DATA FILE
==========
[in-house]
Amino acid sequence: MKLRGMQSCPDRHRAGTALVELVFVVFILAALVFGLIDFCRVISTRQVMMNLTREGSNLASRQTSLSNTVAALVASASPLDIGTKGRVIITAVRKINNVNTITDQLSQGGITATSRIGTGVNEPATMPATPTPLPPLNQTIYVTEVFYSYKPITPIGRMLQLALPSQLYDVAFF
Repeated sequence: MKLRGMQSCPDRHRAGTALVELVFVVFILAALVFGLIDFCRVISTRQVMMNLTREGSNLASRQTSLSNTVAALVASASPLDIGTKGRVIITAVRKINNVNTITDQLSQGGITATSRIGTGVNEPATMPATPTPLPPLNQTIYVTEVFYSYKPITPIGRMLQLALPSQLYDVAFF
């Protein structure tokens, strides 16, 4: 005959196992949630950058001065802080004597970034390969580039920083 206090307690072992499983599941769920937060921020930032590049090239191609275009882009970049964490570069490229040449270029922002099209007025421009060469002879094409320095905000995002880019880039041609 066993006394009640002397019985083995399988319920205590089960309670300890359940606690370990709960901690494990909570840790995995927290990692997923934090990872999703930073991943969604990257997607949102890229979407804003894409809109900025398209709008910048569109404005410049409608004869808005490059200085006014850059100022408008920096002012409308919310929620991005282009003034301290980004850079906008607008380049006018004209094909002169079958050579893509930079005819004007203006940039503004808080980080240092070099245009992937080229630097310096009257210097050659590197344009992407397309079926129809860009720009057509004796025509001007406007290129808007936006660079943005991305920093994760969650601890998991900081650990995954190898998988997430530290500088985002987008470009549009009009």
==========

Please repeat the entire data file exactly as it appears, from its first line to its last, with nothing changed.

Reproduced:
[in-house]
Amino acid sequence: MKLRGMQSCPDRHRAGTALVELVFVVFILAALVFGLIDFCRVISTRQVMMNLTREGSNLASRQTSLSNTVAALVASASPLDIGTKGRVIITAVRKINNVNTITDQLSQGGITATSRIGTGVNEPATMPATPTPLPPLNQTIYVTEVFYSYKPITPIGRMLQLALPSQLYDVAFF
Repeated sequence: MKLRGMQSCPDRHRAGTALVELVFVVFILAALVFGLIDFCRVISTRQVMMNLTREGSNLASRQTSLSNTVAALVASASPLDIGTKGRVIITAVRKINNVNTITDQLSQGGITATSRIGTGVNEPATMPATPTPLPPLNQTIYVTEVFYSYKPITPIGRMLQLALPSQLYDVAFF
């Protein structure tokens, strides 16, 4: 005959196992949630950058001065802080004597970034390969580039920083 206090307690072992499983599941769920937060921020930032590049090239191609275009882009970049964490570069490229040449270029922002099209007025421009060469002879094409320095905000995002880019880039041609 066993006394009640002397019985083995399988319920205590089960309670300890359940606690370990709960901690494990909570840790995995927290990692997923934090990872999703930073991943969604990257997607949102890229979407804003894409809109900025398209709008910048569109404005410049409608004869808005490059200085006014850059100022408008920096002012409308919310929620991005282009003034301290980004850079906008607008380049006018004209094909002169079958050579893509930079005819004007203006940039503004808080980080240092070099245009992937080229630097310096009257210097050659590197344009992407397309079926129809860009720009057509004796025509001007406007290129808007936006660079943005991305920093994760969650601890998991900081650990995954190898998988997430530290500088985002987008470009549009009009």